Once a criminal conviction is successfully expunged and sealed, it is no longer visible on the Court’s website, and the applicant is not required to disclose the previous conviction on future job applications or to employers. Access to an expunged criminal record is limited to specific individuals, including law enforcement agencies, prosecuting attorneys, and parole and probation officers, for specific and limited purposes.
What is expungement, and how does it work in Ohio?
Expungement, also known as sealing records in Ohio, is a legal process that allows qualifying individuals to have certain criminal convictions removed and sealed from their record. Once sealed, the conviction is no longer visible to the general public, including potential employers and educational institutions.
Who is eligible for expungement in Ohio?
Eligibility for expungement depends on several factors, including the type of conviction, waiting periods, and whether the individual qualifies as a “first offender” with no other criminal convictions on their record.
How long do I have to wait before applying for expungement?
The waiting period for expungement in Ohio varies based on the type of conviction. Generally, individuals must wait one year after a qualifying misdemeanor conviction and three years after a qualifying felony conviction before applying for expungement.
Are there any offenses that cannot be expunged or sealed?
What is the process for applying for expungement?
Embarking on the expungement process requires initiating a formal procedure by submitting a written application to the Court. This application explicitly requests the Court to seal a particular criminal conviction from the individual’s record. Following the submission, the Prosecutor’s Office conducts a comprehensive review of the application, considering various factors related to the conviction and the individual’s circumstances. After this evaluation, a hearing is scheduled before a judge to determine the fate of the expungement request. During the hearing, the judge carefully assesses the merits of the case and considers whether the individual meets the eligibility criteria for expungement. Based on this assessment, the judge makes a decision regarding the expungement of the conviction, potentially granting the individual a chance for a clean slate.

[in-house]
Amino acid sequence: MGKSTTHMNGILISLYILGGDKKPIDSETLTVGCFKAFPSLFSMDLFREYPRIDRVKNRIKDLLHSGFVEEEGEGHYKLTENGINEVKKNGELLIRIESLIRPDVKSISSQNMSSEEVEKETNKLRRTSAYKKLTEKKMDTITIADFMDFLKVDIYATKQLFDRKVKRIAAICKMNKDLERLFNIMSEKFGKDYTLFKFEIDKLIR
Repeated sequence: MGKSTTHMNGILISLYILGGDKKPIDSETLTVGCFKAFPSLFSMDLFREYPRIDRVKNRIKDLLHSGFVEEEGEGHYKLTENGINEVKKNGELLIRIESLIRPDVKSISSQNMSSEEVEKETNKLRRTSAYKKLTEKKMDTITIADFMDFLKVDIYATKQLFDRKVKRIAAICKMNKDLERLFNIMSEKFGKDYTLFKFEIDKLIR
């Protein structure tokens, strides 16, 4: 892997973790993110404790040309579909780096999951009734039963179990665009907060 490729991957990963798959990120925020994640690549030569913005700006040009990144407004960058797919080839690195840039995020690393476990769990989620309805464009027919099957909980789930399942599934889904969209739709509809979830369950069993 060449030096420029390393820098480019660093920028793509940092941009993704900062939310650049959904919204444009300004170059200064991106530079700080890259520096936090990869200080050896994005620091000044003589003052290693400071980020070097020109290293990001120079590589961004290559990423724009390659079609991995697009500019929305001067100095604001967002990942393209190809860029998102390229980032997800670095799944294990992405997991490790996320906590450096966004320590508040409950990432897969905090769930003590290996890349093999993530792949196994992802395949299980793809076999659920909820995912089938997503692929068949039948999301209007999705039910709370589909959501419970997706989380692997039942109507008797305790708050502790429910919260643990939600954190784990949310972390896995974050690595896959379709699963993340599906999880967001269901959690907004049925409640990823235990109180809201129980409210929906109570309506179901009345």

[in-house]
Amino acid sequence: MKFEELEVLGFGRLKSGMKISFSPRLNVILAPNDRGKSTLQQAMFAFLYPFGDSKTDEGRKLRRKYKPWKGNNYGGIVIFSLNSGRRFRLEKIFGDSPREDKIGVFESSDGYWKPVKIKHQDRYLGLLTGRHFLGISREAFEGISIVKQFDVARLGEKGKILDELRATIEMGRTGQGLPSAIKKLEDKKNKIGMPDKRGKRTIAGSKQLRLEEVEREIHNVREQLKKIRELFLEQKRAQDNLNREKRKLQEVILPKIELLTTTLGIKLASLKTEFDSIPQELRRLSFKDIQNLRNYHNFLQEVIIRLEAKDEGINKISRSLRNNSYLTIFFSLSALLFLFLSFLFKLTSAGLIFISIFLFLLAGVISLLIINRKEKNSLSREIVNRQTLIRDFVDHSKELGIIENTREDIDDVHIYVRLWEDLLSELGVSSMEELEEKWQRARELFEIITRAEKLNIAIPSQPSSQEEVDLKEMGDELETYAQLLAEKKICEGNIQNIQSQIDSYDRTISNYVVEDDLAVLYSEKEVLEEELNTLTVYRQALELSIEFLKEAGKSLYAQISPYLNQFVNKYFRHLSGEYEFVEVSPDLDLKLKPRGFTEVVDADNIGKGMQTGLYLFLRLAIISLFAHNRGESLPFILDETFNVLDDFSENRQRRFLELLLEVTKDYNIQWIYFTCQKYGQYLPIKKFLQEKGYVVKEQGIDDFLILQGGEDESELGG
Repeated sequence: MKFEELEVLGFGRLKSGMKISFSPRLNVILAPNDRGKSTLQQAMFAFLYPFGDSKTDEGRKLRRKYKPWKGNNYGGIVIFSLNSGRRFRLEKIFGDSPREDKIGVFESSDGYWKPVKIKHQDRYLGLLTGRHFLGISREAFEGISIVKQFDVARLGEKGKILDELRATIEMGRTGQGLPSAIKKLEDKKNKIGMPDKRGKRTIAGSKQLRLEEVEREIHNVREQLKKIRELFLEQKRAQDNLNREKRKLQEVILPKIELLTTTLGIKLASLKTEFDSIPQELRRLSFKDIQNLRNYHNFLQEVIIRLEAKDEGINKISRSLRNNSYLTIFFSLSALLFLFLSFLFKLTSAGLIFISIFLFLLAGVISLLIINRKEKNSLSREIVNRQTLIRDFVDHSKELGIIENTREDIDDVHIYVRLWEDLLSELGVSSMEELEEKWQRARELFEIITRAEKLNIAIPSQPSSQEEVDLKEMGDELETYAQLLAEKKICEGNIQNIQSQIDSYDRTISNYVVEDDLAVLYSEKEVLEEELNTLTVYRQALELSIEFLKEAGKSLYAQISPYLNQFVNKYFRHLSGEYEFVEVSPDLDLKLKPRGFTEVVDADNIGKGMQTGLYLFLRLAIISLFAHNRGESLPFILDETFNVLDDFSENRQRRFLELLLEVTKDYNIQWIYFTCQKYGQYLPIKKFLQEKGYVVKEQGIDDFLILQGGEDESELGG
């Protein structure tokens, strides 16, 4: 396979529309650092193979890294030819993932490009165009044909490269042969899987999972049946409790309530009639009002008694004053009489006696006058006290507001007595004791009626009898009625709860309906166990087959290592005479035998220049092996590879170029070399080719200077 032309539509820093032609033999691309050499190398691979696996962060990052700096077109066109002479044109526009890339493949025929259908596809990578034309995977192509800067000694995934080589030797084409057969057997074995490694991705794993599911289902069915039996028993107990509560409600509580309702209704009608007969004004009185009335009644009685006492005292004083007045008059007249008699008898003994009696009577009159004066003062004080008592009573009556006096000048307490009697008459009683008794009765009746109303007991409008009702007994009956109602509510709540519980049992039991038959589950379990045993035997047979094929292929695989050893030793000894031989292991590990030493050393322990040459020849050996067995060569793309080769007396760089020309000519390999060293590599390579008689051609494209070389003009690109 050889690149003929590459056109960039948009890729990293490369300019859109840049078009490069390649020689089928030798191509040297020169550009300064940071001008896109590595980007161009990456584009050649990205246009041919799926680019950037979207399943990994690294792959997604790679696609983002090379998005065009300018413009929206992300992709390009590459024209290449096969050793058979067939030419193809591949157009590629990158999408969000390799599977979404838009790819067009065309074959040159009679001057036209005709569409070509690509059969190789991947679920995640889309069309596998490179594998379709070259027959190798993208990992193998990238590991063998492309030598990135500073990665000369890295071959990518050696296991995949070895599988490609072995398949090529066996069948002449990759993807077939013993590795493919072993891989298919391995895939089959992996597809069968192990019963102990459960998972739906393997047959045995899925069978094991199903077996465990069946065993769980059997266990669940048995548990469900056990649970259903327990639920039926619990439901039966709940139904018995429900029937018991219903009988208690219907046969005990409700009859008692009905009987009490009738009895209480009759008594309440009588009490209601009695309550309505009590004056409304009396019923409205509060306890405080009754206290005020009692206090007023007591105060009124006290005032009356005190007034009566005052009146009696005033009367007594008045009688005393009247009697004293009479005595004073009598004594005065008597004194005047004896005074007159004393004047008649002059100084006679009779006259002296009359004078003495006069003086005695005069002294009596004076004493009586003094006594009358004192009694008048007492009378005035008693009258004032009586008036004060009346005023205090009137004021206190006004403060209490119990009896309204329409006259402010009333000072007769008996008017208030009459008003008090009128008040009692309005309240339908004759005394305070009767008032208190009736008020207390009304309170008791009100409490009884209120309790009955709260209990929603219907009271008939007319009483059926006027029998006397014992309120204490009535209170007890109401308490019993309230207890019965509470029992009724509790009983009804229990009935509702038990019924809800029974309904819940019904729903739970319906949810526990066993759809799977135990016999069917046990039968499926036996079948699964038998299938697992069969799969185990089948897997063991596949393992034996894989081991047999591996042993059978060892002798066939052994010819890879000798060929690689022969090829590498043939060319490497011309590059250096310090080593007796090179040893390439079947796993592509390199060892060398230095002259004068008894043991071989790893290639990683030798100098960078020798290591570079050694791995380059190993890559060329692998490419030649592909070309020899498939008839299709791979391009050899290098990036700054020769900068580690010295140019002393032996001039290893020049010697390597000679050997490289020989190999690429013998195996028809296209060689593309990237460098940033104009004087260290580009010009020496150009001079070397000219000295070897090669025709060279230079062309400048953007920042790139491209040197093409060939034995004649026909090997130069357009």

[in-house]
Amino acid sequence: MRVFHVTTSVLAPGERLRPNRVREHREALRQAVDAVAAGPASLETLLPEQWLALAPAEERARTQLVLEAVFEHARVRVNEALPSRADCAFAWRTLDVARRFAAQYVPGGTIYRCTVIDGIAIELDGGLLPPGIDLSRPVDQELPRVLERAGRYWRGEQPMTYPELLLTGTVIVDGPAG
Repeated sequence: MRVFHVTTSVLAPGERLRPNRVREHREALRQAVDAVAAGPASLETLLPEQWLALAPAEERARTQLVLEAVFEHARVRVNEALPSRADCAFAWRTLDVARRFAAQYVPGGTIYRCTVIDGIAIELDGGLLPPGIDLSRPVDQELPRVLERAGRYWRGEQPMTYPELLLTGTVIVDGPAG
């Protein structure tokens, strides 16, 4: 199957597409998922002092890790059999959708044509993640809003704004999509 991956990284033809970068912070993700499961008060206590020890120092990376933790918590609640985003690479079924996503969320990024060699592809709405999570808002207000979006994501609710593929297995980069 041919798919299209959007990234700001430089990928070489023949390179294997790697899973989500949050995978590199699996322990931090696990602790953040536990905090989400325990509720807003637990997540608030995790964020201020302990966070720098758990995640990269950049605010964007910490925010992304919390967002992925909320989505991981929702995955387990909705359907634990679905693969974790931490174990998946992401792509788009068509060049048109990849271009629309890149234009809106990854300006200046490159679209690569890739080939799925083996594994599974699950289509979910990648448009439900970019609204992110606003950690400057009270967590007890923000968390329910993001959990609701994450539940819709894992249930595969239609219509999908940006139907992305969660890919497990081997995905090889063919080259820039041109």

Can I apply for expungement on my own, or do I need an attorney’s help?
While it is possible to apply for expungement without an attorney, having a knowledgeable attorney can significantly improve your chances of success. An attorney can navigate the complex legal requirements, gather necessary evidence, and present a strong defense on your behalf.
What are the benefits of expungement in Ohio?
Expungement can provide individuals with a fresh start by removing the stigma associated with past criminal convictions. With a sealed record, you may have better prospects for employment, housing, and education.
Who can access my sealed criminal record after expungement?
In Ohio, access to sealed criminal records is restricted to specific individuals, such as law enforcement agencies, prosecuting attorneys, and parole and probation officers, for limited purposes.
Does expungement clear my record completely?
Expungement in Ohio removes the conviction from public view, but some governmental agencies and law enforcement may still have access to certain expunged records for specific purposes.
Can I expunge more than one conviction from my record?
The eligibility for multiple expungements depends on the specific circumstances of each conviction. While some individuals may be eligible for multiple expungements, it is essential to consult with an attorney to understand your options.
Why Choose Roger Bouchard Law for Sealing Records: Expungement
At The Law Offices of Roger Bouchard, we are committed to helping individuals in Ohio with past mistakes navigate the expungement process effectively. As a former Assistant Hamilton County Prosecutor in the Appellate Division, Roger Bouchard possesses in-depth knowledge of the expungement procedural regulations and eligibility requirements. With this valuable experience, Mr. Bouchard dedicates himself to assisting good people who have made mistakes in their lives expunge criminal convictions from their record.
If you have a criminal conviction on your record and wish to explore the possibility of expungement (sealing records), do not hesitate to contact or call The Law Offices of Roger Bouchard at (513) 324-8865. Mr. Bouchard can assess your case, explain your legal options, and provide skilled representation throughout the expungement process.